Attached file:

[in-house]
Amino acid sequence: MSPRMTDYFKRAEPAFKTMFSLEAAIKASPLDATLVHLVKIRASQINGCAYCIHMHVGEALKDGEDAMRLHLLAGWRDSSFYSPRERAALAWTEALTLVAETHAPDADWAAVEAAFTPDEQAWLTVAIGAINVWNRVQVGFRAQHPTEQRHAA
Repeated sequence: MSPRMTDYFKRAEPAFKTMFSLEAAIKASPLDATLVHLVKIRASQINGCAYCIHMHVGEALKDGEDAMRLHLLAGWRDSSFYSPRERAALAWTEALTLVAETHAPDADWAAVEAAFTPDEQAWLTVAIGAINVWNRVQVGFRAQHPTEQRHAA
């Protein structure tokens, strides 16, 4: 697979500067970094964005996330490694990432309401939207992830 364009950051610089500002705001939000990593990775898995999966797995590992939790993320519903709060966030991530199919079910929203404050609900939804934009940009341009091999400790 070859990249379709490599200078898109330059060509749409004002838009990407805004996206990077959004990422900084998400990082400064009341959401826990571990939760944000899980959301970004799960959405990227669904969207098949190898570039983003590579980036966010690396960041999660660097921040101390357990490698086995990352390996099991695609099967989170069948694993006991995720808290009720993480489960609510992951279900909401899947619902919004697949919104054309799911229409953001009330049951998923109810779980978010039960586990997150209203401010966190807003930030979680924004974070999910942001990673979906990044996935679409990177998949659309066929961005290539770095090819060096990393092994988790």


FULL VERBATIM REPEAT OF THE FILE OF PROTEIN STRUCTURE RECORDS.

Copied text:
[in-house]
Amino acid sequence: MSPRMTDYFKRAEPAFKTMFSLEAAIKASPLDATLVHLVKIRASQINGCAYCIHMHVGEALKDGEDAMRLHLLAGWRDSSFYSPRERAALAWTEALTLVAETHAPDADWAAVEAAFTPDEQAWLTVAIGAINVWNRVQVGFRAQHPTEQRHAA
Repeated sequence: MSPRMTDYFKRAEPAFKTMFSLEAAIKASPLDATLVHLVKIRASQINGCAYCIHMHVGEALKDGEDAMRLHLLAGWRDSSFYSPRERAALAWTEALTLVAETHAPDADWAAVEAAFTPDEQAWLTVAIGAINVWNRVQVGFRAQHPTEQRHAA
């Protein structure tokens, strides 16, 4: 697979500067970094964005996330490694990432309401939207992830 364009950051610089500002705001939000990593990775898995999966797995590992939790993320519903709060966030991530199919079910929203404050609900939804934009940009341009091999400790 070859990249379709490599200078898109330059060509749409004002838009990407805004996206990077959004990422900084998400990082400064009341959401826990571990939760944000899980959301970004799960959405990227669904969207098949190898570039983003590579980036966010690396960041999660660097921040101390357990490698086995990352390996099991695609099967989170069948694993006991995720808290009720993480489960609510992951279900909401899947619902919004697949919104054309799911229409953001009330049951998923109810779980978010039960586990997150209203401010966190807003930030979680924004974070999910942001990673979906990044996935679409990177998949659309066929961005290539770095090819060096990393092994988790």